Research

Johan’s current research focuses on the conceptualization and historical interpretation of what he calls the ‘Second Big Transition’. Big Transitions refer to long term change processes which transform the economy and society. The First Transition started in 1750 and resulted in the welfare state. The Second Big Transition started in the 1970s and will transform capitalism and modernity as we know it today. Building upon the insights of Chris Freeman and Carlota Perez, the aim is to develop a new version of the Multi-level Perspective (MLP) of Sustainability Transitions that captures the importance of the links between various niches and regimes and endogenizes changes at the socio-technical landscape. He will also use this new theory to generate new insights for the governance of new transition pathways.

In this research, Johan will build upon his proven ability to draw insights from the history of technology, evolutionary economics, as well as science and technology studies. In the past, Johan was instrumental in developing and extending the niche theory of radical change into the influential MLP on sustainability transitions, working with Arie Rip, Frank Geels and others. He was also key in establishing a new framework for research and policy around sustainable technologies, called Strategic Niche Management, building on his earlier influential work on the Constructive Technology Assessment framework. Finally Johan has developed a range of new concepts for the contextual history of technology, such as the mediation junction, the innovation junction, technocratic internationalism, and the hidden integration and fragmentation of Europe (for all of these concepts, please see the list of key publications below).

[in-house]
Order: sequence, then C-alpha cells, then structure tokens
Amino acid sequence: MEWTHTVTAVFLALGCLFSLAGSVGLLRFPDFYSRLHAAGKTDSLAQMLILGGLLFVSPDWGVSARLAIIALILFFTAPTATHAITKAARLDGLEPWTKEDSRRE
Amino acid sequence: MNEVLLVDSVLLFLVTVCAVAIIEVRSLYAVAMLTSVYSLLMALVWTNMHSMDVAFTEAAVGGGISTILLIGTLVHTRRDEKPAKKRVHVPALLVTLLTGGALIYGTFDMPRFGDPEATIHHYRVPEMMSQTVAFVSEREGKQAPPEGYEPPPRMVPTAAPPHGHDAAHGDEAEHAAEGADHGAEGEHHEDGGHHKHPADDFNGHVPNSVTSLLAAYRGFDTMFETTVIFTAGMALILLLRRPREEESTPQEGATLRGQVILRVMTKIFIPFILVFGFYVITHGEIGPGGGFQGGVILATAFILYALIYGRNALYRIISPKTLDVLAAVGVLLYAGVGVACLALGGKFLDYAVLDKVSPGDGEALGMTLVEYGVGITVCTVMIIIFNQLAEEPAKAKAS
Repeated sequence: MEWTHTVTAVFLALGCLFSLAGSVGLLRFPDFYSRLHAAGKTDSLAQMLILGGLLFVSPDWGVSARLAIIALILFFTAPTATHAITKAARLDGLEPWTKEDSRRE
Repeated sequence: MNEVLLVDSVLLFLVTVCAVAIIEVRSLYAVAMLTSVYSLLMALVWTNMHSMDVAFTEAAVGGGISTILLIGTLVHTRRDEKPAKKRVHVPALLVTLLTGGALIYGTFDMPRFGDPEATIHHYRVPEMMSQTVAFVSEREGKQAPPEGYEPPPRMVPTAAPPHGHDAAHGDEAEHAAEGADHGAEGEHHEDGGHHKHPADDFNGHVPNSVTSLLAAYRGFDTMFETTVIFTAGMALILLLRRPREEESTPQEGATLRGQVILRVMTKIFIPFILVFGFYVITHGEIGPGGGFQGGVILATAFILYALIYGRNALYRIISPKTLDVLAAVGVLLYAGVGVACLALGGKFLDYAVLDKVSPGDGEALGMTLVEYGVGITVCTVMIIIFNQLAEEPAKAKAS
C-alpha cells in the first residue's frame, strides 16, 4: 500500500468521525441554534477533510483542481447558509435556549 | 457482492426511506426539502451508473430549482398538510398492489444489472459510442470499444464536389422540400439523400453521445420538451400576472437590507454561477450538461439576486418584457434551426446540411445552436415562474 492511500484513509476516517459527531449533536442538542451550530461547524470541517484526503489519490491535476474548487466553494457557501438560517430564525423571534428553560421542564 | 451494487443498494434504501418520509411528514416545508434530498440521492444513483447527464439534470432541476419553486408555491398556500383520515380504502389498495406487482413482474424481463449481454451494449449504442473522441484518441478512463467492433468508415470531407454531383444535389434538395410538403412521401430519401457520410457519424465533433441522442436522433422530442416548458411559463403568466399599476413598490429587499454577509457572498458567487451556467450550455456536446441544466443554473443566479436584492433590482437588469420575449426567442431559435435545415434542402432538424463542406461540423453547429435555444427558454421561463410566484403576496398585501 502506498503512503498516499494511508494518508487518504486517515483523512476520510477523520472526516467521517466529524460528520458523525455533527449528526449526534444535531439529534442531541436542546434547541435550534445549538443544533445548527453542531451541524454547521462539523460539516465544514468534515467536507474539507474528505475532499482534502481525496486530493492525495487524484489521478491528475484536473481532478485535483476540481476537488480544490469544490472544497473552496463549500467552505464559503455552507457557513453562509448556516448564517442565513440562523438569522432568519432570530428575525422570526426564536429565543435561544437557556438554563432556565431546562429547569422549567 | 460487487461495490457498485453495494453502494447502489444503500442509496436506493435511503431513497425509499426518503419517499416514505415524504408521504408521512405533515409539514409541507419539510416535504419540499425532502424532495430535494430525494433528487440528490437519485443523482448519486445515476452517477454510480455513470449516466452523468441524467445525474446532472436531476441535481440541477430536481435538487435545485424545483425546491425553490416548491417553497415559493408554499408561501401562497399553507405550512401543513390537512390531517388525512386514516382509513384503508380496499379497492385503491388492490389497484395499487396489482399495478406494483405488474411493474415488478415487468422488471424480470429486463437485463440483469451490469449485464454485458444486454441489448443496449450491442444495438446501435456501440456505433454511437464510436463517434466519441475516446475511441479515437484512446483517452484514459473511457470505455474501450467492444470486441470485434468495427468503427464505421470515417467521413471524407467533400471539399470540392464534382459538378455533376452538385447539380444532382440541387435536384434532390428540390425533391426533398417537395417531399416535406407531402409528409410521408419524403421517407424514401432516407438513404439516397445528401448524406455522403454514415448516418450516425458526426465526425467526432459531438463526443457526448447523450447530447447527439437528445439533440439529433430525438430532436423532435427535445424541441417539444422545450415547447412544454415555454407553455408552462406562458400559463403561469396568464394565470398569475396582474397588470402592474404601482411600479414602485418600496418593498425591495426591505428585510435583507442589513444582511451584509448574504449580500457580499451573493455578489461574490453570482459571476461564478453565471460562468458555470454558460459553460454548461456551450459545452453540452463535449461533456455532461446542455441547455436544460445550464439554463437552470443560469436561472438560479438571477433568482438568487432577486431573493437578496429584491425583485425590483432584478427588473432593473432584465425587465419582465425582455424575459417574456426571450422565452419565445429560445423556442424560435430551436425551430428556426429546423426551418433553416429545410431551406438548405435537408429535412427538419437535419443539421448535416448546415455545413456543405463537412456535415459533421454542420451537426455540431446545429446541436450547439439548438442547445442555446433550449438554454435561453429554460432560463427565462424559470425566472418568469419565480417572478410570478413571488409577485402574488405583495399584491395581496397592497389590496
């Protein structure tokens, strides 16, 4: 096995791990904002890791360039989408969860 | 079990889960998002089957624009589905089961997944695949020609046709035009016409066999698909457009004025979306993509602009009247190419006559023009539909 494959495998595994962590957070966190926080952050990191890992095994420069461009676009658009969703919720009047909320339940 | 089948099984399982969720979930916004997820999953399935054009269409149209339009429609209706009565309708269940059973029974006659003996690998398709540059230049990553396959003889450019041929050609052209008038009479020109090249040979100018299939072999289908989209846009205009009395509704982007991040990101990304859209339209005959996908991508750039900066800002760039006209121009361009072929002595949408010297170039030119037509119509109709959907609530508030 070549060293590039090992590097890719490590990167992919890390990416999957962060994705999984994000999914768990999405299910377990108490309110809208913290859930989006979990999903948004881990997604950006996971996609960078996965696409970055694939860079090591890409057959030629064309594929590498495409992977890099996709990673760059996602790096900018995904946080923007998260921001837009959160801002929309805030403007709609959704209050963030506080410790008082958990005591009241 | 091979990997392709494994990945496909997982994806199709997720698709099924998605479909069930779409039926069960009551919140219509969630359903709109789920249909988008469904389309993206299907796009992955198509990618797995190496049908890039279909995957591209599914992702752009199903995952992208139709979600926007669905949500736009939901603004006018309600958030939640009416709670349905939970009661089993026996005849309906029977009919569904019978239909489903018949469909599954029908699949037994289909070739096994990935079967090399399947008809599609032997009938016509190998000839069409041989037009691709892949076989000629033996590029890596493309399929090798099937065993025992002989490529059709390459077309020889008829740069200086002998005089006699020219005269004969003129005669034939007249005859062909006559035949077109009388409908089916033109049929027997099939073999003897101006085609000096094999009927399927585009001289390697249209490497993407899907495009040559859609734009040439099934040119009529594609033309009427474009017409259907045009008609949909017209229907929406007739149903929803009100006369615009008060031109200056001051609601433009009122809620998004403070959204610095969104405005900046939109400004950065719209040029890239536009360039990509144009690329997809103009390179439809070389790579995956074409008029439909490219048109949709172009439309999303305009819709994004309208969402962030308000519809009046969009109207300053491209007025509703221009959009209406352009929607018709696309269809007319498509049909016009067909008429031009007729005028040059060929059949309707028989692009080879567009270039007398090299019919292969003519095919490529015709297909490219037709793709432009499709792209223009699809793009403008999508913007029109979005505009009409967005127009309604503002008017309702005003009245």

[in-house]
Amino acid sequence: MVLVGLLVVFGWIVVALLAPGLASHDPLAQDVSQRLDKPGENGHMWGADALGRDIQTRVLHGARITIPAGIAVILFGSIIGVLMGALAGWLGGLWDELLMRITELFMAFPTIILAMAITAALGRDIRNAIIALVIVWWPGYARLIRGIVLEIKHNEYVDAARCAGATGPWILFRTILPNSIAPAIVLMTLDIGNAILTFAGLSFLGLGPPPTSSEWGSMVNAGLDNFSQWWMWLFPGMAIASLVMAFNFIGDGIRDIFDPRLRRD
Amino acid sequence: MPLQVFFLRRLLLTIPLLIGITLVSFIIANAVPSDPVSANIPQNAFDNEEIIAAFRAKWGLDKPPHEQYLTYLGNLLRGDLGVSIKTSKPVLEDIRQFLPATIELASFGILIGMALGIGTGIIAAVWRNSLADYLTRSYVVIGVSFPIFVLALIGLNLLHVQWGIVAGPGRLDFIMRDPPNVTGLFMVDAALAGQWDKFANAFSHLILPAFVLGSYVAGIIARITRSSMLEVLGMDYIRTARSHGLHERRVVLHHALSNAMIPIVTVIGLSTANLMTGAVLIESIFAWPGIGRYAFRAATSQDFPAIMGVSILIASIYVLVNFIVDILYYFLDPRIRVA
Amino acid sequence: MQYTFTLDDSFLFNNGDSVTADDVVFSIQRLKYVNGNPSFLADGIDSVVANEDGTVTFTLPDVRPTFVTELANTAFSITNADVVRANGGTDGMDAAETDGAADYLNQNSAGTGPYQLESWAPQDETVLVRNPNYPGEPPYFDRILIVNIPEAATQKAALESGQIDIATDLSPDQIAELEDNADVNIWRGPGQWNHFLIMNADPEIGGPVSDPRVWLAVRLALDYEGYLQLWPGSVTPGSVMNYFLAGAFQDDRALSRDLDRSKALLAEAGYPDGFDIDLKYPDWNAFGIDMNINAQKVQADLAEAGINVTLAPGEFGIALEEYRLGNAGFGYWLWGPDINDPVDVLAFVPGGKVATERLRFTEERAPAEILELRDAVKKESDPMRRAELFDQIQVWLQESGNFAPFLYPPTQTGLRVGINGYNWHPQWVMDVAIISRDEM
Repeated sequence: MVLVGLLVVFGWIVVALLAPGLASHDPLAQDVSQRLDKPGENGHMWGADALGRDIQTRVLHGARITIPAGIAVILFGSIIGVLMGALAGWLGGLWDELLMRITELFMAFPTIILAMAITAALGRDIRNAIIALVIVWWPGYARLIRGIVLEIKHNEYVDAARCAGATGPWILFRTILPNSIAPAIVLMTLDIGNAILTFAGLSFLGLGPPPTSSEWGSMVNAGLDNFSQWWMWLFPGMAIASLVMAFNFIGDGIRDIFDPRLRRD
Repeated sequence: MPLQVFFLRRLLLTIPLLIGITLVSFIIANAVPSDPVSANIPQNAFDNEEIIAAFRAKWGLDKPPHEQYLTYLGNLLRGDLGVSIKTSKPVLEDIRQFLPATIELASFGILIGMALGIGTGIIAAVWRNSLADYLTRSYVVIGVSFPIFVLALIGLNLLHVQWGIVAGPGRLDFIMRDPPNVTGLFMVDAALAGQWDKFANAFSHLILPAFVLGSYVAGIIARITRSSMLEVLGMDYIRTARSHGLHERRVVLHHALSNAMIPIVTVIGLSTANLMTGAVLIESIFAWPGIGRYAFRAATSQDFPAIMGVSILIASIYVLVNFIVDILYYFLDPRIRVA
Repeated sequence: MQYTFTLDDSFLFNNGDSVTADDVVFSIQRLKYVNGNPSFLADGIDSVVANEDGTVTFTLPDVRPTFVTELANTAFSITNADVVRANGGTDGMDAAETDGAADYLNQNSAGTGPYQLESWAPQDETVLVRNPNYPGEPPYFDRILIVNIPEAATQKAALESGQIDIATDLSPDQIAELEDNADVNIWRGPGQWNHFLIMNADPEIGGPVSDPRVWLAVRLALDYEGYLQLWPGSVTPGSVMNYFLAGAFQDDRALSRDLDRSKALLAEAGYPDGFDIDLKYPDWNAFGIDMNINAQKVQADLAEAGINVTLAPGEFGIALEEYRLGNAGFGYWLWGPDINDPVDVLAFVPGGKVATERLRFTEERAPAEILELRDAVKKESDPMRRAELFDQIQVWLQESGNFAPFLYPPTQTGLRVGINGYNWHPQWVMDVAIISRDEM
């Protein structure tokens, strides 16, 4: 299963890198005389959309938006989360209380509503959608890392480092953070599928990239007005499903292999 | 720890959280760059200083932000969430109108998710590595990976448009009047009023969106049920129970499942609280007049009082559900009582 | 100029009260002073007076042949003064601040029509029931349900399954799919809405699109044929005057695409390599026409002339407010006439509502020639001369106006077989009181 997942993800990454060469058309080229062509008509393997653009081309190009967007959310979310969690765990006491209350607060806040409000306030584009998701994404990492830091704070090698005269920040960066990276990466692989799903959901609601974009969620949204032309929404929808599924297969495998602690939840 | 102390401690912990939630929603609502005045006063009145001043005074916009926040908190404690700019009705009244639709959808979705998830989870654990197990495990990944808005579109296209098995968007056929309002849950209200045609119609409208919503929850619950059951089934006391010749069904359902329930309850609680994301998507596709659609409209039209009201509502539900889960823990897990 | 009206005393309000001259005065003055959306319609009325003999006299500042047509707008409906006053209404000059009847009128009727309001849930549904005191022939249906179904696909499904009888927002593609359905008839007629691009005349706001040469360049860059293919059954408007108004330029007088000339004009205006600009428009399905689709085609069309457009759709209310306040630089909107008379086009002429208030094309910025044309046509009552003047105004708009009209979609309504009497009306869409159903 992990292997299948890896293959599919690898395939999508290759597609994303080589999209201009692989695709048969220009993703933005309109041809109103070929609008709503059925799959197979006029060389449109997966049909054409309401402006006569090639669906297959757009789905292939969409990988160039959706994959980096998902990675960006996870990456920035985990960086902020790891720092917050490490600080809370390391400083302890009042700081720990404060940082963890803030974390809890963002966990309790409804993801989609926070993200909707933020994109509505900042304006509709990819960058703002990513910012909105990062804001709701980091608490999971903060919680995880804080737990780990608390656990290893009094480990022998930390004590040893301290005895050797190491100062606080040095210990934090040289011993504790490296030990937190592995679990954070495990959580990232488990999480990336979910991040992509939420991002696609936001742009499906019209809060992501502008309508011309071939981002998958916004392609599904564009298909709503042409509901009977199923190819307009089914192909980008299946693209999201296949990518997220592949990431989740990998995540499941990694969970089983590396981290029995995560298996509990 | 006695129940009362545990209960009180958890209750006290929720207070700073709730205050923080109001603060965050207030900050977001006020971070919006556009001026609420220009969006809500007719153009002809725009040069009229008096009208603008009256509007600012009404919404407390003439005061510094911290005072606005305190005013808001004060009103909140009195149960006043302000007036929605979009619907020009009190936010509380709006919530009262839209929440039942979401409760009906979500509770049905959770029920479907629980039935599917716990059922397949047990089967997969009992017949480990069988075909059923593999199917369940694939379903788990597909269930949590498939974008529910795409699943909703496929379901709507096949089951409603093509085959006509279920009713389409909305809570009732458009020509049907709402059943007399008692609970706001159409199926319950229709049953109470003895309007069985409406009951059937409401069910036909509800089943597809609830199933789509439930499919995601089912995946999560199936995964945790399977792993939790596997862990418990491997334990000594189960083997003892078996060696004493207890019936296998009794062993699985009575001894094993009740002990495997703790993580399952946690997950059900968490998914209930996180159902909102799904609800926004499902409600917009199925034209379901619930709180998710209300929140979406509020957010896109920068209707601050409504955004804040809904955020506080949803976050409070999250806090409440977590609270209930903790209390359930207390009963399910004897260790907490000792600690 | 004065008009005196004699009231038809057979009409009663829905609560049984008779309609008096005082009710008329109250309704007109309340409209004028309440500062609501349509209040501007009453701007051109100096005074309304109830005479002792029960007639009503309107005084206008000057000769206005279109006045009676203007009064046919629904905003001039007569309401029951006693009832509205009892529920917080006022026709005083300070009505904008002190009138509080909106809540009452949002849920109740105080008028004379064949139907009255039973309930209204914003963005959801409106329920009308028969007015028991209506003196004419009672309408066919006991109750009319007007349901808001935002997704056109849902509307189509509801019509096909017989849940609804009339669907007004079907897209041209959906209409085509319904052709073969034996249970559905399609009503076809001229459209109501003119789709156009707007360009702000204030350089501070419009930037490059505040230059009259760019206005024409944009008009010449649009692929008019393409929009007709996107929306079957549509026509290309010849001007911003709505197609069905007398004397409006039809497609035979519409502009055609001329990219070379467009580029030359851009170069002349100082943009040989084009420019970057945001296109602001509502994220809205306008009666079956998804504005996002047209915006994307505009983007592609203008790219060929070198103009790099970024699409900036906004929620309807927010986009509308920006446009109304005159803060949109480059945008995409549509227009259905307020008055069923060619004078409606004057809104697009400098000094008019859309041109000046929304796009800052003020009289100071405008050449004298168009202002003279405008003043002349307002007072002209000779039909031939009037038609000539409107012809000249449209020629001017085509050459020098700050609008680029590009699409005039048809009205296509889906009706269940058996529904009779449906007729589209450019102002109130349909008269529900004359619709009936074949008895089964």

Johan’s work has greatly benefited from an emphasis on creative collaborations across borders and disciplines which open up innovative new research agendas. One of his unique qualities is his ability to create and pioneer large scale collaborations, in which many (up to 100 or more) scholars and practitioners from business, government and societal groups work productively together. Initiatives such as the Greening of Industry Network and the influential Dutch Knowledge Network on System Innovations and Transitions have all successfully enabled the development of innovative new insights and transformative practices. More recently, the Tensions of Europe collaboration of up to 300 scholars resulted in the dynamic ‘Inventing Europe’ digital history project, delivered in partnership with ten cultural heritage institutions and museums. This transnational collaboration also led to a unique book series, called ‘Making Europe’, which provides new interpretations of European History through the lens of technology. 

Several collaborations led to influential and seminal book series such as:

Key publications